The problem with adding weight to the gun or magazine won't have the same balance as the G19, which was what you originally desired.  Personally, I think this gun is best left as it is with very minor modifications.  The frame could be stippled, and otherwise altered to match your favorite Gucci Glock 19.  You can put the same trigger in the G44, and the same iron sights  on it.  Adding mass to the reciprocating slide would require removing an equivalent mass.  Someone will need to physically examine one to determine if there is even enough metal in the slide to allow milling for an RMR.  And then figure out if you can remove an equivalent weight from the front of the slide.  That said, is it worth spending $1500 to make a .22LR equivalent?  Really?  If you're shooting big boy guns, the purpose of the .22 is to get in more practice on the cheap.  The equation is relatively easy.  The cost to do all of your work, plus the gun itself, is a fixed number.  Cost of ammo is a variable.  Cost of gun & mods + (.22 ammo cost per round)(number of rounds)   < (9mm ammo cost)(number of rounds).  I'm thinking that you need to shoot an astronomical amount of .22 before a modified gun becomes cost effective.  

Assuming a base G19 and a base G44 at $350, the G44 becomes a savings over shooting 9mm at maybe 1,500 rds of .22 (wild ass guess).  That is achievable.  In my mind, the purpose of a ".22 service pistol" is more of a trainer for a young or inexperienced shooter to bring them up to speed before transitioning to a full size gun and caliber.  I basically did that with an M&P22 (both pistol and rifle).  My kids liked them for the low weight and low recoil.  They could train and have fun.  When asked which she preferred, the 9mm or .22, my oldest said she didn't perceive much of a difference.  Largely I think because she had become familiar with running the .22 first.

Ok, so I just received a notification from my Glock distributor that the Glock 44 will indeed be available in Canada, as it will have a 106mm barrel, which makes it a standard restricted firearm instead of prohibited.

Just placed an order for a couple, with half a dozen spare magazines. I already have a couple of sets of Trijicon HD sights to mount on them, to match our current 9mm guns.

If they are good, they may replace our Beretta Mod 87 Target for training guns.




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Meh, I think it's cool, and if they'd come out with it 10 years ago I'd probably have bought one.  As it is, I have a G19 .22 conversion upper that I rarely use as it is.  Old man eyes make iron sights uh...challenging for me.  I think Dorsai is on the time I went thought the hassle and expense of getting one set up to run with a MRDS, even if it's possible, I'd be money ahead to do ahead and shoot the 9mm.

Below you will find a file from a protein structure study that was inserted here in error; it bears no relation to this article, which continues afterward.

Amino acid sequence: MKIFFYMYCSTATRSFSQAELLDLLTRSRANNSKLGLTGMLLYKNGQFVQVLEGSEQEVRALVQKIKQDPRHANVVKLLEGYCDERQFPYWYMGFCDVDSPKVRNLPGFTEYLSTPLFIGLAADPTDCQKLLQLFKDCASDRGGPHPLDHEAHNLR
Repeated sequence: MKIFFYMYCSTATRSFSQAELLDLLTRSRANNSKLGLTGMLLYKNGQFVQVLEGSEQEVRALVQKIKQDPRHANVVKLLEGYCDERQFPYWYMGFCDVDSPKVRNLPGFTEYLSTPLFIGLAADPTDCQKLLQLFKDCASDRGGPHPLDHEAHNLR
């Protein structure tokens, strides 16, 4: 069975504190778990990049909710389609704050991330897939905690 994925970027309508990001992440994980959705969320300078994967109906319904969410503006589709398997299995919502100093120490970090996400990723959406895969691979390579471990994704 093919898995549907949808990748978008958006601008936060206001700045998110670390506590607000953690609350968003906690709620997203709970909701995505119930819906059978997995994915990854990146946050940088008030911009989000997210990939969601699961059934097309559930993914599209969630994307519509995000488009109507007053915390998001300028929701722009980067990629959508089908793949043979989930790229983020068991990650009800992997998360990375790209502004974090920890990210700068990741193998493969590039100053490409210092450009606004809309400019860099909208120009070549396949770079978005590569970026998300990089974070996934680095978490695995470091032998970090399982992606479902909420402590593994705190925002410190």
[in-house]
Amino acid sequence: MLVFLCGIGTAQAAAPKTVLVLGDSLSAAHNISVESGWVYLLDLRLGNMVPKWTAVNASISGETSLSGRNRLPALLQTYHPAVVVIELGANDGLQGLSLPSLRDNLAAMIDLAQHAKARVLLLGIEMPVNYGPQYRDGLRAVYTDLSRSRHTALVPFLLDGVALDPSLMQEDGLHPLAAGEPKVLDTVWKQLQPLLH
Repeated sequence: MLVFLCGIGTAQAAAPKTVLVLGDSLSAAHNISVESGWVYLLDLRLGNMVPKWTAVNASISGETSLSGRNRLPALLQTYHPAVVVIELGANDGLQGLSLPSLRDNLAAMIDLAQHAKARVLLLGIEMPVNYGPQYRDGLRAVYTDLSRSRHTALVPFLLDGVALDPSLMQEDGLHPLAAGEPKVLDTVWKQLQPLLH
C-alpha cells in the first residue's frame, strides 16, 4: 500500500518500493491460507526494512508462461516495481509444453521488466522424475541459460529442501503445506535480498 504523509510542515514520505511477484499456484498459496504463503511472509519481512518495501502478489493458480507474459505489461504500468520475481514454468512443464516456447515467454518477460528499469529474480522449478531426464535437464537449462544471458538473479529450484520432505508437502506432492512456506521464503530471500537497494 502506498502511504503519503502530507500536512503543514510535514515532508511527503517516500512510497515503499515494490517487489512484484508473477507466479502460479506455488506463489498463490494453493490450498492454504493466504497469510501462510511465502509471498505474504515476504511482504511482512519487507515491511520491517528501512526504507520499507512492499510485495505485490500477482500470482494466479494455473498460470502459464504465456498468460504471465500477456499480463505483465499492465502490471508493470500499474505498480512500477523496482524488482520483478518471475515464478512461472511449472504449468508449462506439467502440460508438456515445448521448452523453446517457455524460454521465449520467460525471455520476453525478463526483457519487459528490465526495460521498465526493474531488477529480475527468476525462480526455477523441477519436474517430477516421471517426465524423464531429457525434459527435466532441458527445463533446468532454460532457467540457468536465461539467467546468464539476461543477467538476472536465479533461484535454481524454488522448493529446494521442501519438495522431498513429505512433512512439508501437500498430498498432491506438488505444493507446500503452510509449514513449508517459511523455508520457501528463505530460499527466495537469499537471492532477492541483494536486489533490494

If they had a MOS version of that thing, they could take my money.  We'll see.  

I like the idea of a .22 pistol that functions like my 9mm Glocks to start training my kids on and for working with new shooters. I bought a Mosquito about 13 years ago thinking it would work that way as a complement to my Sigs, but that one obviously didn't work out.

This article from includes the following quote at the end:

"With an MSRP of $430, the Glock G44 is set to launch on Jan. 20, 2020 and will be available in a threaded barrel option as well."

I'm mainly enjoying the gun internetz catching on fire after the G44 announcement. 

As with any new Glock, the comments on all other sites and channels run to the usual: 

A. "Glock sucks why didn't they make this years ago!" 

B. "Glock never gives me, the guy buyer, what they want!!! Why didn't they make this in 10mm, with a G26-sized grip? Glock sucks!!!"

C. "Glock Sucks! Where's my Glock carbine?" 

 In all seriousness, it's a cool concept and I look forward to using it as a suppressed pistol for new shooters, as well as just plain old having fun blasting stuff in the back 40. I've had a couple of different conversion kits over the years, but they just never felt "right", as well as requiring you to source another frame or leave a displaced center fire slide hanging around somewhere. 



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If you get away from Glock fan boy type valuation, the G44 has a niche value in the same way that the full size S&W M&P22 does.  It is the same size as the centerfire counterpart, fits the same holster, etc.  In a couple of areas, it exceeds the S&W in that it uses the same backstraps to adjust hand fit, and the same trigger.  The S&W doesn't have any grip change ability, uses a different FC design with a trigger that is inferior to the full size gun, and does not use the same mag pouch.  I never had any issues with the Advantage Arms conversion, so for a Gen3 or earlier gun, the G44 doesn't offer much.  I don't know if Advantage Arms makes a Gen5 conversion.

The Sig Mosquito, Walther P22, Ruger and M&P22 compact are small guns.  The Sig has horrible reliability and ammunition compatibility.  The Walther is better, but not great.  I don't know about the Ruger.  The M&P has a good rep.  Glock has a history of introducing similar guns, years after the competition.  As a practical, small .22, one based on the G48 and priced competitively, would be a competitor, but like I said, years after the others.